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Beginning with user personas

In the last post, we discussed the broadening of the user research process and invited readers to respond to a survey designed to identify pathways and barriers to cross-cultural access in theatre and performance. This time, we’ll be going into more detail about the process of creating user personas based on the conversations we’ve had and feedback we’ve received from people interested in theatre and performance, and especially in the potential for digital services to help improve opportunities for cross-cultural exchange in this field.

As noted previously in this blog, user personas and user journeys are key parts of the research process in Agile development. Both tools allow the development team to identify and better understand the practical requirements of people who may use the software — personas by representing the wants, goals, and backgrounds of different groups of users; user journeys by mapping how people would go about accomplishing what they need to do on the website, so that their experience can be visualized from a first-person perspective and feed into the various iterations of the software.

However, neither user personas nor user journeys are especially effective if they rely only on assumptions about people’s motivations and behaviour. If based on prior suppositions, such tools do not offer advantages or improvements over conceiving the project specifications in advance, at the beginning of the process. In order to benefit from the perspectives and input of people in genuine life situations and usage contexts, it is necessary to go out of the development environment to understand and capture realistic representations of people’s needs and expectations.

In working on this project, we have created personas for a wide range of users, including academic researchers, students, art practitioners, people with accessibility needs, publishers, translators, copyright holders, archivists, event organizers, and people with a casual interest in culture and the arts. The geographical and cultural spread of these personas is also varied, in accordance with the project aims and scope, and each is represented in a profile card giving details of demographic, environmental, and behavioural factors like age, gender, educational background, interests and experience, motivations to use the e-services, current use of related resources, technical know-how and preferred devices, and personal views and networks. This information was rooted in developmental workshops, surveys, and other data-gathering techniques employed throughout the project.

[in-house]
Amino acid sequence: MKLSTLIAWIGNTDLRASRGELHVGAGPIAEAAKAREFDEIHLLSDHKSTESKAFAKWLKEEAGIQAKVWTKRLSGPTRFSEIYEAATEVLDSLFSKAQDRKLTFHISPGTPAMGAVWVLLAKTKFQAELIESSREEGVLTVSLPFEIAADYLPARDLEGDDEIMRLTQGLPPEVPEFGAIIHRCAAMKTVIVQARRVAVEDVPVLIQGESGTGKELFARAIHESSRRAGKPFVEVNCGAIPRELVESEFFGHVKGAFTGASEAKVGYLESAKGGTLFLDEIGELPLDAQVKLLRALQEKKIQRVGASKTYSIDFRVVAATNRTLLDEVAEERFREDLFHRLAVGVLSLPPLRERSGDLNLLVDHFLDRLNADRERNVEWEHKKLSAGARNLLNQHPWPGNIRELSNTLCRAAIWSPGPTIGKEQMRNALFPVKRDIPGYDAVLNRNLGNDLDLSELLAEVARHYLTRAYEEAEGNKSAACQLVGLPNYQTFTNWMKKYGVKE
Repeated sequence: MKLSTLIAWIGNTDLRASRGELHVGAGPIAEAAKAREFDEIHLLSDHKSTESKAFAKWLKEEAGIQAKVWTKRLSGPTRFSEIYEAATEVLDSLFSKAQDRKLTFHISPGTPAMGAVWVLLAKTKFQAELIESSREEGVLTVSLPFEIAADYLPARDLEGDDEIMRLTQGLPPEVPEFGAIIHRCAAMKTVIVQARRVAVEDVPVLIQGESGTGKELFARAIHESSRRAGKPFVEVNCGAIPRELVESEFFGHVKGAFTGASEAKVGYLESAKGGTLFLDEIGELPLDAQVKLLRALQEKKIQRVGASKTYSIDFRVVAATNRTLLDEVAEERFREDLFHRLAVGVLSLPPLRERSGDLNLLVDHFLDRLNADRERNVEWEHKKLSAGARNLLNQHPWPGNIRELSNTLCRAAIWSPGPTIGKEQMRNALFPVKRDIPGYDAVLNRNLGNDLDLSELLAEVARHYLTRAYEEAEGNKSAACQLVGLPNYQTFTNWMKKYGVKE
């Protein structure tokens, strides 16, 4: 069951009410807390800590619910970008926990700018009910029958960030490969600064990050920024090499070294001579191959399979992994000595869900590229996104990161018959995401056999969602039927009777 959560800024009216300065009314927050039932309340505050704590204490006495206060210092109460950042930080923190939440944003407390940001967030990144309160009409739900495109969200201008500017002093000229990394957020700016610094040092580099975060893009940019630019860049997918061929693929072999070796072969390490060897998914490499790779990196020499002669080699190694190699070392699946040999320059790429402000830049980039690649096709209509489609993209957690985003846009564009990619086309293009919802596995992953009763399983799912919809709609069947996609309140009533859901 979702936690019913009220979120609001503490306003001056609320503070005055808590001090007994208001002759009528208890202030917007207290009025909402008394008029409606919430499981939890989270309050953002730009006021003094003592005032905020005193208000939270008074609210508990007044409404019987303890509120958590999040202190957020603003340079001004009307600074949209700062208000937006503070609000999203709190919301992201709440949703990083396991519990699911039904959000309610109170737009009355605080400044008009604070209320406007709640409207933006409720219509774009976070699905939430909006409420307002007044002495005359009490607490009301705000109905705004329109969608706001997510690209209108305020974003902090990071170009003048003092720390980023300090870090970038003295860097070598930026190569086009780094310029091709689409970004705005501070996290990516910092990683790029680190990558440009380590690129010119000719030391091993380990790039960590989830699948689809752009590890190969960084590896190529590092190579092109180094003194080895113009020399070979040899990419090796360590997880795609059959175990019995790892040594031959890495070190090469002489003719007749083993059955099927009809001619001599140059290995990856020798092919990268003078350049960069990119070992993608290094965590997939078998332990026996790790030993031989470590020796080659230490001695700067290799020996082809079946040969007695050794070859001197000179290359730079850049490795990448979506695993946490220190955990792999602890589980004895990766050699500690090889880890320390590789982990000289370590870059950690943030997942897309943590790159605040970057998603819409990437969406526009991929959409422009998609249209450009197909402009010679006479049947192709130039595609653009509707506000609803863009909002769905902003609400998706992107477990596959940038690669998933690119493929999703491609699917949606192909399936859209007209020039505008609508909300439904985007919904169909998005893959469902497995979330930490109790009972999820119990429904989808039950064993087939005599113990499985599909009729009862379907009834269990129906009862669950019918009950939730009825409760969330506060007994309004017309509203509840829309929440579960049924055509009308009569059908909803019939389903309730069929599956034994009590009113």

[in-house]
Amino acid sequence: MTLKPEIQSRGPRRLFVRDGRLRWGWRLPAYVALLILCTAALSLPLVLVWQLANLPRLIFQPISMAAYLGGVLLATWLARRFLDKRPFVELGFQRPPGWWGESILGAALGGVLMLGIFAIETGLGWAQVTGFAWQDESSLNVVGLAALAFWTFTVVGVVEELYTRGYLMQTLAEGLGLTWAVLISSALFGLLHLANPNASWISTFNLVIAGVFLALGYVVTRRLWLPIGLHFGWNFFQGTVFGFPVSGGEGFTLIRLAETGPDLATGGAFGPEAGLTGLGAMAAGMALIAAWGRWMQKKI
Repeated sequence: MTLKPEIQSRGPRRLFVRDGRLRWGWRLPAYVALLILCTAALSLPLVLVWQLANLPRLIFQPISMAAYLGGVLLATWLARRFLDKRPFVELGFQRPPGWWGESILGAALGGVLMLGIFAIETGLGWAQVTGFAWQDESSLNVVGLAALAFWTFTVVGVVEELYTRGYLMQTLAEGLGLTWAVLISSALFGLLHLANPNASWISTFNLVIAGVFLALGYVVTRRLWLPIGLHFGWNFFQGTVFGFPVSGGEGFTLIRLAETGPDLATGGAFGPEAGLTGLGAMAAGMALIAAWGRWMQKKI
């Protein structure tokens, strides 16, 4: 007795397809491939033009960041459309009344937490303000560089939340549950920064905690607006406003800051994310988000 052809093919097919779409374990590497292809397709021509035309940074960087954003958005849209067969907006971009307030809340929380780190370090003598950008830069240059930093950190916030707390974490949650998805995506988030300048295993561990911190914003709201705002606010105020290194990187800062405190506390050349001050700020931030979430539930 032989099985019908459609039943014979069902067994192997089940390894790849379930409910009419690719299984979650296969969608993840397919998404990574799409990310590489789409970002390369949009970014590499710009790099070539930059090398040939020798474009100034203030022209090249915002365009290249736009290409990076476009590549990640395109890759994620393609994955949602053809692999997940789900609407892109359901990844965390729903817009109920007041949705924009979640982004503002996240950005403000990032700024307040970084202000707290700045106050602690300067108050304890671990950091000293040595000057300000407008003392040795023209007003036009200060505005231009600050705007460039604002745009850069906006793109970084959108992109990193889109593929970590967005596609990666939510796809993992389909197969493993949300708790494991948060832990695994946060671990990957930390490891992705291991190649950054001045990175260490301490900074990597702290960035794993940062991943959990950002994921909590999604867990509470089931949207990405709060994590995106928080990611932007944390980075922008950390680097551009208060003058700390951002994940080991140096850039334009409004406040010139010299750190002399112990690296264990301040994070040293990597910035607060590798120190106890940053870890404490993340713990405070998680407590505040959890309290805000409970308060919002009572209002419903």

Mapping out the diverse wants of these groups proved extremely valuable not only in identifying and testing external expectations for the services and planning the user experience for appropriate audiences, but particularly in revealing commonalities between people with apparently very different profiles and interests. For example, linguistic accessibility emerged as a central (but largely implicit) concern in the experiences of a majority of interviewees, even if it did not feature prominently in their everyday discussions or explicitly in pursuit of their professional objectives. Across scholarly, artistic, and non-specialist contexts, linguistic and cultural barriers were largely considered part of the ‘landscape’ — and so the purposeful seeking out of assistance or channels to overcome them was quite limited. Using persona profiles to compare and connect various goals and experiences gathered during user research thus became a way of identifying gaps and opportunities in the existing service market, and establishing how the project software might offer helpful tools to address them.

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